Institutional members access full text with Ovid®

Share this article on:

Use and Effectiveness of Sleep Medications by Parent Report in Individuals with Williams Syndrome

Martens, Marilee A. PhD*,†; Seyfer, Daisha L. MD; Andridge, Rebecca R. PhD§; Coury, Daniel L. MD

Journal of Developmental & Behavioral Pediatrics: November/December 2017 - Volume 38 - Issue 9 - p 765–771
doi: 10.1097/DBP.0000000000000503
Original Articles

Objective: Sleep disorders are common in individuals with Williams syndrome (WS), and sleep disturbance has a significant negative effect on attention, learning, and behavior. The use of sleep-inducing medicine in individuals with WS has not been widely investigated. The objective of this study was to evaluate the use and effectiveness of sleep medications among a large sample of individuals with WS by parent survey.

Methods: A survey of the use and effectiveness of sleep medications was completed by 513 (of 2846) members of the Williams Syndrome Association. The online survey asked for the age at initiation, degree of effectiveness (helpful, somewhat helpful, and not helpful), and side effects.

Results: One hundred thirty participants (25%) indicated that their family member with WS had taken medication to help with sleep. Melatonin was the most commonly reported medication taken for sleep, with 91% of parents reporting that it was “helpful” or “somewhat helpful” for their child with WS. Those who reported taking melatonin reported very few, if any, side effects.

Conclusion: This parent-completed survey is a preliminary study showing the positive benefit of melatonin for individuals with WS who have disrupted sleep. The findings support the need for further study of the use of melatonin, in addition to behavioral sleep aids, given evidence that sleep disturbance negatively influences cognition and behavior.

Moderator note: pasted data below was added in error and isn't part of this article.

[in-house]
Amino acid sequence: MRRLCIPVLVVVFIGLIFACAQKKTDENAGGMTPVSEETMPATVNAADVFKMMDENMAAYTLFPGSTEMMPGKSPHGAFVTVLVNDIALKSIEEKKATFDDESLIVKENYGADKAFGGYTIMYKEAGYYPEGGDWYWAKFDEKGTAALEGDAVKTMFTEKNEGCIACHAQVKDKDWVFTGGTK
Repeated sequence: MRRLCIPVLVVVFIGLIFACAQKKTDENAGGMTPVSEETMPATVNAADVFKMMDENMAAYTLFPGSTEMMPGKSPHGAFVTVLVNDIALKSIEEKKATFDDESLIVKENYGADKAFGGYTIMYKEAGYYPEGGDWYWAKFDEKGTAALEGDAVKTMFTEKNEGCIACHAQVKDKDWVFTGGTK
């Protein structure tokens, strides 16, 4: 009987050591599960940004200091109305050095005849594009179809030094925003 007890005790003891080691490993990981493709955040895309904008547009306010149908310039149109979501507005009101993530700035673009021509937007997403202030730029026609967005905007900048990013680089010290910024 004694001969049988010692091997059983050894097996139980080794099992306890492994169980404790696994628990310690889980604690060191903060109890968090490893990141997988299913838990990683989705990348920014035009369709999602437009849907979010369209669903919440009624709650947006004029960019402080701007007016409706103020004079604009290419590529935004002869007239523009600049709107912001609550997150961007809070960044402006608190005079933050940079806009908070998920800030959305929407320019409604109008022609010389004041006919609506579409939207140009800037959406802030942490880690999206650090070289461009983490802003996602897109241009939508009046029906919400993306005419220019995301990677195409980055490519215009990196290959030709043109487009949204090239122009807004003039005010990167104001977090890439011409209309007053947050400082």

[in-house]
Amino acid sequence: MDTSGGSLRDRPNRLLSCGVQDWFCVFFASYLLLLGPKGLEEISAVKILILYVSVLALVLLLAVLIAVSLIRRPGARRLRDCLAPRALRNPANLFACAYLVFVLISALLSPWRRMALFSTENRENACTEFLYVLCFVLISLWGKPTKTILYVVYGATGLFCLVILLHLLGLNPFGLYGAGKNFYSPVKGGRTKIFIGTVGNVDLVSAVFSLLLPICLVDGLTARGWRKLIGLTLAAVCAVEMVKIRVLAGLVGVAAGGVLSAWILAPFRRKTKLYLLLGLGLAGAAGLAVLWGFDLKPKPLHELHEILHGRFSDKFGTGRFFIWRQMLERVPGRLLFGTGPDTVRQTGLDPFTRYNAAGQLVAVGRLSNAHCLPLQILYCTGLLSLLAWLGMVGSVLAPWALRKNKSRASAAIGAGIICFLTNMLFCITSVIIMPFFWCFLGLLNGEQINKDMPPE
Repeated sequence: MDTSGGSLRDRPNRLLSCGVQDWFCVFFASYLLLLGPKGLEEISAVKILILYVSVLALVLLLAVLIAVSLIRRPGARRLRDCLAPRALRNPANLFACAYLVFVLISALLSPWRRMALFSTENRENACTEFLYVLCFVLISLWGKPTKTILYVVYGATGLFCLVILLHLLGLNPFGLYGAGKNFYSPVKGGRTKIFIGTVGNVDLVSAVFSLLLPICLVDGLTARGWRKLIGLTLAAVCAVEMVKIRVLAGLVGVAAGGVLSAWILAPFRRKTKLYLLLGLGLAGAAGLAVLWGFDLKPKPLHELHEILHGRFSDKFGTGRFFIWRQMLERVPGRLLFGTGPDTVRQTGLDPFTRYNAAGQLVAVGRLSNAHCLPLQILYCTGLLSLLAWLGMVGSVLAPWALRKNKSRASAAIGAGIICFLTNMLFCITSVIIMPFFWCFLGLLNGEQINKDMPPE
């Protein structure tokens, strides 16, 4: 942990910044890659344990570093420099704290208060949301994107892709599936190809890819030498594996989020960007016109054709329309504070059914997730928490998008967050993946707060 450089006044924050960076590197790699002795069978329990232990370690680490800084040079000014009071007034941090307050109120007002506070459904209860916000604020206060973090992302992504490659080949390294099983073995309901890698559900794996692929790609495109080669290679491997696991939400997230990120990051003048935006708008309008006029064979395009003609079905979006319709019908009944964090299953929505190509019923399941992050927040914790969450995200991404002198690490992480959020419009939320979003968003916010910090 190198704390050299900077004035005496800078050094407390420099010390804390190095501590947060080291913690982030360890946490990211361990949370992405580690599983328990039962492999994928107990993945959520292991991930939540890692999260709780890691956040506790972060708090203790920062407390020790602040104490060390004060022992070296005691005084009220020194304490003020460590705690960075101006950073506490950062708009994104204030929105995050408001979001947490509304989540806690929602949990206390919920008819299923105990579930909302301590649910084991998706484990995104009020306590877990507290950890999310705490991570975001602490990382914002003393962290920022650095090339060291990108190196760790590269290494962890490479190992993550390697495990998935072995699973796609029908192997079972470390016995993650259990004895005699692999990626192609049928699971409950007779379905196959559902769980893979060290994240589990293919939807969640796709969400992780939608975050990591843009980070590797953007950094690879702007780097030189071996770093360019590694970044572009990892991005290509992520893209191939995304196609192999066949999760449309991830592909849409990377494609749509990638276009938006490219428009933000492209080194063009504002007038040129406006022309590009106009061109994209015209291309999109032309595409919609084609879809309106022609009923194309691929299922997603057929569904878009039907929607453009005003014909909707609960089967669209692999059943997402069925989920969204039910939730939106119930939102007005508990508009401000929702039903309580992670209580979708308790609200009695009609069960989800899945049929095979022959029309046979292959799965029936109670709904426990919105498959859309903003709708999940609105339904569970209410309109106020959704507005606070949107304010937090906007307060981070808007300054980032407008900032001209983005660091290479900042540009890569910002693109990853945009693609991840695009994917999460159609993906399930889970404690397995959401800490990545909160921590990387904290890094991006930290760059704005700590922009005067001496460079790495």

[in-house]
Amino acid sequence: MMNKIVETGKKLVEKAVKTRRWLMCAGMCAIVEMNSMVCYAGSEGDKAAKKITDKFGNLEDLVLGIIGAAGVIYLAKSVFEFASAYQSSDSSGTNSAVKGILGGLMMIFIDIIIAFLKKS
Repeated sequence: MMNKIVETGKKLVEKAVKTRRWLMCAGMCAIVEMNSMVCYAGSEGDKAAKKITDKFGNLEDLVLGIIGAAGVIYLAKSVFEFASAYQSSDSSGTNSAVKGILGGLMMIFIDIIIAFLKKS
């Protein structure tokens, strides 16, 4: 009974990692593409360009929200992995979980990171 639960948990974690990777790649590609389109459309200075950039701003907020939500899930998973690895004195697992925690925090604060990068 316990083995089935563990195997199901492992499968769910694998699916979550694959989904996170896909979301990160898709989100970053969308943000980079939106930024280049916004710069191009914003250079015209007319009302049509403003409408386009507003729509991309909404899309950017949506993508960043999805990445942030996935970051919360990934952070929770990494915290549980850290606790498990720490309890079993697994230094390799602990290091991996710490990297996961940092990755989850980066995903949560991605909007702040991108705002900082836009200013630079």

This article has supplementary material on the web site: www.jdbp.org.

*The Nisonger Center, The Ohio State University, Columbus, OH;

Department of Psychology, The Ohio State University at Newark, Newark, OH;

Department of Developmental-Behavioral Pediatrics, Sanford Children's Specialty Clinic, Sioux Falls, SD;

§Division of Biostatistics, College of Public Health, The Ohio State University, Columbus, OH;

Department of Developmental Behavioral Pediatrics, Nationwide Children's Hospital, Columbus, OH.

Address for reprints: Marilee A. Martens, PhD, Department of Psychology, The Ohio State University-Newark, 2012 Founders Hall, 1179 University Dr, Newark, OH 43055; e-mail: martens.22@osu.edu.

Supported by the Nisonger Center at The Ohio State University and Nationwide Children's Hospital.

Disclosure: The authors declare no conflict of interest.

Supplemental digital content is available for this article. Direct URL citations appear in the printed text and are provided in the HTML and PDF versions of this article on the journal's Web site (www.jdbp.org).

Received February , 2017

Accepted July , 2017

Copyright © 2017 Wolters Kluwer Health, Inc. All rights reserved.